PSL ref crisis
REFEREEING in South African soccer is in crisis after all but one of the country's top match officials failed their pre-season fitness tests.
Daniel Bennett - who is earmarked for potential World Cup action in two years' time - was the only member of the elite panel of officials who was able to pass Sunday's physical tests at the start of the annual pre-season workshop.
Others, like Jerome Damon, Lwandile Mfiki, Victor Hlungwani, Buyile Gqubule and Charl Theron all failed the tests, plunging the domestic game into chaos.
A total of 14 of the 25 referees who underwent the test failed and, by rights, are now ineligible to blow the whistle in Premier Soccer League or the National First Division matches for the next six months.
"It was carnage on the track," said an official who was present at the Fifa-conducted tests, which preceded two days of lectures for a total of 80 referees and linesmen.
The majority of the referees who were successful in the running tests at the Boksburg stadium are too young and inexperienced, say officials.
Now, both the South African Football Association, who oversee the refereeing structures, and the PSL are in a quandary.
There are two options open to them:
They can bend the rules and allow the tests to taken again, so as to get more experienced referees onto the panel before the start of the new season.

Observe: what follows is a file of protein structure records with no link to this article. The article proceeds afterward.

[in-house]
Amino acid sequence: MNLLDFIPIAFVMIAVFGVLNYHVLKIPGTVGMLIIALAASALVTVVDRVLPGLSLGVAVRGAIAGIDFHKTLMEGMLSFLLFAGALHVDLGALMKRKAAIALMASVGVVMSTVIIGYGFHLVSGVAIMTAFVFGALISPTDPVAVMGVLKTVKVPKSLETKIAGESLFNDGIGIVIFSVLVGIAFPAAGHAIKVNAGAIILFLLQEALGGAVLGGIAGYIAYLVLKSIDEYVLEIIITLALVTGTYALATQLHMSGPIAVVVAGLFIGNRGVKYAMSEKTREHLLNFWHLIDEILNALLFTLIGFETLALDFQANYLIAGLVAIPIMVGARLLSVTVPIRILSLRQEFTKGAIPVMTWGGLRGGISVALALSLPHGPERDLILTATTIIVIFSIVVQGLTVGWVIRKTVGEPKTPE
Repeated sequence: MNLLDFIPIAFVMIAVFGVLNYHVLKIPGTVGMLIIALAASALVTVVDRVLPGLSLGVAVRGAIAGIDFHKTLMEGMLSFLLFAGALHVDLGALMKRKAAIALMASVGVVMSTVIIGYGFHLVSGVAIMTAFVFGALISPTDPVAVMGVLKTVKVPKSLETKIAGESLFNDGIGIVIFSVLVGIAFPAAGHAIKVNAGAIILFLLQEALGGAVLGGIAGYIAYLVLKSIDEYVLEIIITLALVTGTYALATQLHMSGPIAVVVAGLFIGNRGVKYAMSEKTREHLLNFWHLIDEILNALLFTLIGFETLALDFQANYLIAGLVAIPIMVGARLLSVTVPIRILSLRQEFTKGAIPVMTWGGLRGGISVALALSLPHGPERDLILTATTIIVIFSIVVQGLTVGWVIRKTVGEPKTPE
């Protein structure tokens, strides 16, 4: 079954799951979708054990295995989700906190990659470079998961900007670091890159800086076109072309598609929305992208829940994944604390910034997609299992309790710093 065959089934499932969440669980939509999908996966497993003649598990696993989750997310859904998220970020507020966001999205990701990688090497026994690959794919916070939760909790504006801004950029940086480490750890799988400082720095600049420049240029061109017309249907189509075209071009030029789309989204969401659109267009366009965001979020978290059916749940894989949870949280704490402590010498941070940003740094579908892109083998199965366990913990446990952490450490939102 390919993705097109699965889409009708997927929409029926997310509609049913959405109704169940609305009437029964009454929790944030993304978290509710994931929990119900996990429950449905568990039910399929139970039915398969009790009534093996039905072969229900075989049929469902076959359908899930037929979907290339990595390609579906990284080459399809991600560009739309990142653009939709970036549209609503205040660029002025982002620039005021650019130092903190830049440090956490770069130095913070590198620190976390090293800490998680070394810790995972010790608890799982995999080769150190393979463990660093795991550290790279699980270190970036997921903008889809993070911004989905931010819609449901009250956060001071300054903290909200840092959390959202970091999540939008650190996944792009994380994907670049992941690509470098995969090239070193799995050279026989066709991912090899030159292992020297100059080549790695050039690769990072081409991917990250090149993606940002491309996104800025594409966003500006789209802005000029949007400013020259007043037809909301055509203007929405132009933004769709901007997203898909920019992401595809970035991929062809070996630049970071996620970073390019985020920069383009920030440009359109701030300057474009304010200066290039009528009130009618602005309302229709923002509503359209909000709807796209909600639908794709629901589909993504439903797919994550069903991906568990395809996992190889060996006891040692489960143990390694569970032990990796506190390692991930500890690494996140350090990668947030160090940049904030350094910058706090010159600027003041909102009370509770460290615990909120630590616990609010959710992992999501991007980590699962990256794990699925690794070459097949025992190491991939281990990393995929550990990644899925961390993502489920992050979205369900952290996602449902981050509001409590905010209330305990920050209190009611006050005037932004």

This, however, would go against a strict policy that has seen officials like Damon, Theron, Yugesh Anjith and Matthew Dyer sit out large stretches of the season.
Stick to the rules and promote junior officials to take charge of PSL matches, even though they will be bound to make more mistakes than usual in high-pressure PSL competitions, and so raise the ire of the clubs.
The crisis also raises questions over the efficiency of current refereeing structures, and, more importantly, the long delay in the implementation of professional referees.
Matters have not been improved due to an impasse between the national football association and the PSL.
The PSL is prepared to put up all the money needed for the professionalisation programme and has already bought a property to house the top referees.
However, Safa has refused to cede control and is backed by Fifa.
Ideally, Safa should pay for the programme, but the free-spending organisation, top-heavy with committee members and salaried employees, is cash-strapped.